Driverless buses solve a major transit headache: labor costs

Capital Metro is beginning to experiment with driverless buses. From Statesman transportation reporter Ben Wear:

Capital Metro and a private company will begin two weeks of testing of driverless electric shuttles on a 1.1-mile route. The podlike vehicles, sort of a cross between a VW bug and a small bus, will run both directions on Third Street, between Trinity and West streets, officials said.

Wear suggests this may have something to do with Cap Metro’s apparent reluctance to endorse rail as the long-term solution to Austin’s transit woes. He notes that Cap Metro CEO Randy Clark has said that he wants to focus on developing “future-proof technology.”

What this might mean in a transit context is automated, electric buses, a digitally connected string of them, running in dedicated street lanes, or perhaps on completely separated right of way not subject to the vicissitudes of traffic. The idea is that such a system would be much cheaper to install in the first place — no track, no overhead electric lines, less expensive vehicles — and more easily altered to match routes to evolving city development.

Light rail, under this line of thinking, is not only wildly expensive — well over $100 million a mile — but also possibly more of a wave at transportation’s past than the wave of the future.

Wear neglected to mention what is arguably the greatest advantages of automated buses: you don’t have to pay a driver.

That’s one of the things I learned in a conversation with UT’s Kara Kockelman a few months ago. She said she’d like to see smaller, automated buses. Indeed, I wondered, if we want more frequent service, why not just deploy a bunch of smaller buses instead of a few big ones? That’s easy, she replied: more buses = more drivers. Right now it’s cheaper to build one of these enormous buses than a couple smaller ones simply due to labor costs.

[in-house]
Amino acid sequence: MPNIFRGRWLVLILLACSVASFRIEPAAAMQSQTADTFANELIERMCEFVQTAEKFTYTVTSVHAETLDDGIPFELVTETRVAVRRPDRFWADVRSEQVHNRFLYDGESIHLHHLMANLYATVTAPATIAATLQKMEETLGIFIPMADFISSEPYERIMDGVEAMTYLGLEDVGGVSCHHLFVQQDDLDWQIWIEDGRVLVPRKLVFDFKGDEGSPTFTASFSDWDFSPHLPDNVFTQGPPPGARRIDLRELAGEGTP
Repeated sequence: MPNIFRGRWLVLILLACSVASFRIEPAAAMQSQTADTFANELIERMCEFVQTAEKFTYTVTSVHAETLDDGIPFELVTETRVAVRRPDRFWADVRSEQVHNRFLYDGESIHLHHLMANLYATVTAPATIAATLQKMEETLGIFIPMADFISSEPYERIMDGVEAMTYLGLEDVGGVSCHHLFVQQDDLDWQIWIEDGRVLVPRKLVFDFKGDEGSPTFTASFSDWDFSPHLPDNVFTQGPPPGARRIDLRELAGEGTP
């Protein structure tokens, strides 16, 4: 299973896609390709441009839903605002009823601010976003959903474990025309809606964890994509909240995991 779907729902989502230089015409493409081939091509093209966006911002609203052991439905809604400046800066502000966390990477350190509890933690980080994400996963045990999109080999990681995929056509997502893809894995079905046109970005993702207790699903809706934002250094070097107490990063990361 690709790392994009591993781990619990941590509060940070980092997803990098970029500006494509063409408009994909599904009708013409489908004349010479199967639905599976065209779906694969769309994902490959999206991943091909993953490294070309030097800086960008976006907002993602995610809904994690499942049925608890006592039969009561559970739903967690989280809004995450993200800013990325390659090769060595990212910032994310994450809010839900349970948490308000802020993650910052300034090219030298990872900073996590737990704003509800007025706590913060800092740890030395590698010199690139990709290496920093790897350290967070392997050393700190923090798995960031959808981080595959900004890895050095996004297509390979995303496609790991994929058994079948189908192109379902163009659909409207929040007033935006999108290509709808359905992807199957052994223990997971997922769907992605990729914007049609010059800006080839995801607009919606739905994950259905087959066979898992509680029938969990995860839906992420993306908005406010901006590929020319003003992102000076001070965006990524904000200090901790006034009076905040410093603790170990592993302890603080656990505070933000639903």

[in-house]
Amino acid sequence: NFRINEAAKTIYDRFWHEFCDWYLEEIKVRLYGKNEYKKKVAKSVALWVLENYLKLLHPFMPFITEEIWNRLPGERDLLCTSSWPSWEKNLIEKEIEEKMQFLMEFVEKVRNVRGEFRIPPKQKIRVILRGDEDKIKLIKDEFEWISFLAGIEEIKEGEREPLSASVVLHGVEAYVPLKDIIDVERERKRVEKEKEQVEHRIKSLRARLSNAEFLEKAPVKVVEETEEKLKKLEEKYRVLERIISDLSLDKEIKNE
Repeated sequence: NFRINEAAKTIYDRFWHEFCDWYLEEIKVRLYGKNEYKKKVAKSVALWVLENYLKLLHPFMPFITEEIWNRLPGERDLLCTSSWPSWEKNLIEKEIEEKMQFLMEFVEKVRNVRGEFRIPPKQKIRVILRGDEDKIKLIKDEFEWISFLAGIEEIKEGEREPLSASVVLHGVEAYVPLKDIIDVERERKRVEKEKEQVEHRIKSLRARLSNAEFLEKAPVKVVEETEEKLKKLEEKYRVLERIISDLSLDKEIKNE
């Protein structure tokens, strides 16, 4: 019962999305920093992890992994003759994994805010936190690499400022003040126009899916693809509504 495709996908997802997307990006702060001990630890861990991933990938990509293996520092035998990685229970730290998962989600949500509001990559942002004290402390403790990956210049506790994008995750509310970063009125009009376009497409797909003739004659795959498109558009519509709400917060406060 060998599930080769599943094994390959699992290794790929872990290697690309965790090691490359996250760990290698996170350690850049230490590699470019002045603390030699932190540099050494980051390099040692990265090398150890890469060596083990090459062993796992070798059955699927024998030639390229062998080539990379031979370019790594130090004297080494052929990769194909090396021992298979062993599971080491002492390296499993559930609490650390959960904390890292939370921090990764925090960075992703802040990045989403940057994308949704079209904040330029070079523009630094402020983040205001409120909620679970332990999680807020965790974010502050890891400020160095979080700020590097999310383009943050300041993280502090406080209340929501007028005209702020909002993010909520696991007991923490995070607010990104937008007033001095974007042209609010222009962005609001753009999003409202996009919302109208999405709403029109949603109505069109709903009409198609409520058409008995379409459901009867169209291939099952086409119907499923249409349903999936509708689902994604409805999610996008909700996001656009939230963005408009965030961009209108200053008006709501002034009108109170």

Of Cap Metro’s $264 million operating budget in 2017, $122 million went to pay the companies that the agency outsources bus operations to. It’s hard to figure out from looking at the document what percentage of that went to salaries and benefits but it’s fair to assume it was the great majority. In 2012, the last fiscal year that Cap Metro paid its bus drivers in-house, more than half of the agency’s operating budget ($173 million) was for salaries and benefits ($88 million).

Suffice it to say, if we freed up a few extra tens of millions of dollars a year, we could put a lot more buses in service and deliver much greater frequency and greater coverage in Austin.

I am not eager to endorse a proposal that would put hundreds of people out of work. And as long as we have drivers, I support their right to zealous union representation and good pay and benefits. I support well-compensated public servants. But what I will not support is obsolete public servants. Taxpayer dollars should be used to maximize the public good. Right now bus drivers are a great use of public resources. In a few years though, that may no longer be the case.

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